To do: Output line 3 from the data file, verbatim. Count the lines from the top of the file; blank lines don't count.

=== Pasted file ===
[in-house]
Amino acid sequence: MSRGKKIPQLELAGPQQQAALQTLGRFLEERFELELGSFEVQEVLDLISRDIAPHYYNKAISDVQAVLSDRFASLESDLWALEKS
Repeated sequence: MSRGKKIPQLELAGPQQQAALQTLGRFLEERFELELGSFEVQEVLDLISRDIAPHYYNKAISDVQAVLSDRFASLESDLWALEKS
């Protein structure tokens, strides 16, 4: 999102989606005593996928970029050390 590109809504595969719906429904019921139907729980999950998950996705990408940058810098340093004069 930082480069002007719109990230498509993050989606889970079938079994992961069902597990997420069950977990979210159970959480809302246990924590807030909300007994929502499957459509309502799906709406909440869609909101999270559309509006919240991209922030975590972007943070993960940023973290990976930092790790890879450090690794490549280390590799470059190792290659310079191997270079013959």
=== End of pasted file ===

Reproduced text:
Repeated sequence: MSRGKKIPQLELAGPQQQAALQTLGRFLEERFELELGSFEVQEVLDLISRDIAPHYYNKAISDVQAVLSDRFASLESDLWALEKS